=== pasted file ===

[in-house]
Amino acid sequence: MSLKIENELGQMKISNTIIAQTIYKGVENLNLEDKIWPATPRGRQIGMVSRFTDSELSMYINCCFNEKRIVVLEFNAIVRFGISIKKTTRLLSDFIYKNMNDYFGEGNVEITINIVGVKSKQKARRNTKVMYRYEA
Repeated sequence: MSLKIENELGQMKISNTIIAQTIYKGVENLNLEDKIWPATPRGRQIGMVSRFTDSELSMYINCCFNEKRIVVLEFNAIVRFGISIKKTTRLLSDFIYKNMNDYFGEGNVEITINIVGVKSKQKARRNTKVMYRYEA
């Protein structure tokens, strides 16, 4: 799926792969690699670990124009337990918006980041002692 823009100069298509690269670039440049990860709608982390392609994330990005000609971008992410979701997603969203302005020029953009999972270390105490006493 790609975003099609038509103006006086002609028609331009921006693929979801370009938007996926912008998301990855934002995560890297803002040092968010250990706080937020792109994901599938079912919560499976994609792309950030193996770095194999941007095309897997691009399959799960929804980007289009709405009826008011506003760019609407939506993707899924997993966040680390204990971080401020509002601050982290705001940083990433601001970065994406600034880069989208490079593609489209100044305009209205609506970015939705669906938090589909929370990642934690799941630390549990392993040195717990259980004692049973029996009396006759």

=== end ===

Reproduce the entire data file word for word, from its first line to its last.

[in-house]
Amino acid sequence: MSLKIENELGQMKISNTIIAQTIYKGVENLNLEDKIWPATPRGRQIGMVSRFTDSELSMYINCCFNEKRIVVLEFNAIVRFGISIKKTTRLLSDFIYKNMNDYFGEGNVEITINIVGVKSKQKARRNTKVMYRYEA
Repeated sequence: MSLKIENELGQMKISNTIIAQTIYKGVENLNLEDKIWPATPRGRQIGMVSRFTDSELSMYINCCFNEKRIVVLEFNAIVRFGISIKKTTRLLSDFIYKNMNDYFGEGNVEITINIVGVKSKQKARRNTKVMYRYEA
């Protein structure tokens, strides 16, 4: 799926792969690699670990124009337990918006980041002692 823009100069298509690269670039440049990860709608982390392609994330990005000609971008992410979701997603969203302005020029953009999972270390105490006493 790609975003099609038509103006006086002609028609331009921006693929979801370009938007996926912008998301990855934002995560890297803002040092968010250990706080937020792109994901599938079912919560499976994609792309950030193996770095194999941007095309897997691009399959799960929804980007289009709405009826008011506003760019609407939506993707899924997993966040680390204990971080401020509002601050982290705001940083990433601001970065994406600034880069989208490079593609489209100044305009209205609506970015939705669906938090589909929370990642934690799941630390549990392993040195717990259980004692049973029996009396006759």